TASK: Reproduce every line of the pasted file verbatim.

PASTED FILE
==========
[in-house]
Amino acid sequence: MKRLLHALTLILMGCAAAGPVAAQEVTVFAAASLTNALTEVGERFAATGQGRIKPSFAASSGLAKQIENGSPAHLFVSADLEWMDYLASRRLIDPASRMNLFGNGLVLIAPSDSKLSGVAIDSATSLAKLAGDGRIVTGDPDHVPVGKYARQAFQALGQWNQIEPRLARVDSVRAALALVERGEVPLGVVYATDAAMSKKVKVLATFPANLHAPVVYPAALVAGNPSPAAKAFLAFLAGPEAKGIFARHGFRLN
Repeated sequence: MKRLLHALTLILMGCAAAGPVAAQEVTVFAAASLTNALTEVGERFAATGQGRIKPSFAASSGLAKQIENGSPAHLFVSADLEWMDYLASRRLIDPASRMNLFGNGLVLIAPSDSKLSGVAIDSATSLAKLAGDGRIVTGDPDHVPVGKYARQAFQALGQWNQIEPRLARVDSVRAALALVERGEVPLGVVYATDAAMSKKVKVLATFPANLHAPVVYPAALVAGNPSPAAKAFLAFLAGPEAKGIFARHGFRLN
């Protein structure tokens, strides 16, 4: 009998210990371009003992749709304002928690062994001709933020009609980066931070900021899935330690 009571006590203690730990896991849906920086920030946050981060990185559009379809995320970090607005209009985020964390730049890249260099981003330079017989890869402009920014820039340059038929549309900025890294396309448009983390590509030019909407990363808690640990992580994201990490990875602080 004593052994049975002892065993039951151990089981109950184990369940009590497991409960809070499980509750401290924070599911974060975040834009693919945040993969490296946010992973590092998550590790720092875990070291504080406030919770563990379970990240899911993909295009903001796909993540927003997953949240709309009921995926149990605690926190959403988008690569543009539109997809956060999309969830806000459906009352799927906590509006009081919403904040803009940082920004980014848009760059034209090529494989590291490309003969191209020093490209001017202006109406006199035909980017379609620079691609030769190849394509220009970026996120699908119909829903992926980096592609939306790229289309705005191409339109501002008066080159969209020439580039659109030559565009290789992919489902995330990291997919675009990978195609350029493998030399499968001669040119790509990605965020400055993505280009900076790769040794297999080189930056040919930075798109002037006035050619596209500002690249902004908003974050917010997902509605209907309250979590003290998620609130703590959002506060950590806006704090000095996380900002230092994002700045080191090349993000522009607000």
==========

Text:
[in-house]
Amino acid sequence: MKRLLHALTLILMGCAAAGPVAAQEVTVFAAASLTNALTEVGERFAATGQGRIKPSFAASSGLAKQIENGSPAHLFVSADLEWMDYLASRRLIDPASRMNLFGNGLVLIAPSDSKLSGVAIDSATSLAKLAGDGRIVTGDPDHVPVGKYARQAFQALGQWNQIEPRLARVDSVRAALALVERGEVPLGVVYATDAAMSKKVKVLATFPANLHAPVVYPAALVAGNPSPAAKAFLAFLAGPEAKGIFARHGFRLN
Repeated sequence: MKRLLHALTLILMGCAAAGPVAAQEVTVFAAASLTNALTEVGERFAATGQGRIKPSFAASSGLAKQIENGSPAHLFVSADLEWMDYLASRRLIDPASRMNLFGNGLVLIAPSDSKLSGVAIDSATSLAKLAGDGRIVTGDPDHVPVGKYARQAFQALGQWNQIEPRLARVDSVRAALALVERGEVPLGVVYATDAAMSKKVKVLATFPANLHAPVVYPAALVAGNPSPAAKAFLAFLAGPEAKGIFARHGFRLN
């Protein structure tokens, strides 16, 4: 009998210990371009003992749709304002928690062994001709933020009609980066931070900021899935330690 009571006590203690730990896991849906920086920030946050981060990185559009379809995320970090607005209009985020964390730049890249260099981003330079017989890869402009920014820039340059038929549309900025890294396309448009983390590509030019909407990363808690640990992580994201990490990875602080 004593052994049975002892065993039951151990089981109950184990369940009590497991409960809070499980509750401290924070599911974060975040834009693919945040993969490296946010992973590092998550590790720092875990070291504080406030919770563990379970990240899911993909295009903001796909993540927003997953949240709309009921995926149990605690926190959403988008690569543009539109997809956060999309969830806000459906009352799927906590509006009081919403904040803009940082920004980014848009760059034209090529494989590291490309003969191209020093490209001017202006109406006199035909980017379609620079691609030769190849394509220009970026996120699908119909829903992926980096592609939306790229289309705005191409339109501002008066080159969209020439580039659109030559565009290789992919489902995330990291997919675009990978195609350029493998030399499968001669040119790509990605965020400055993505280009900076790769040794297999080189930056040919930075798109002037006035050619596209500002690249902004908003974050917010997902509605209907309250979590003290998620609130703590959002506060950590806006704090000095996380900002230092994002700045080191090349993000522009607000």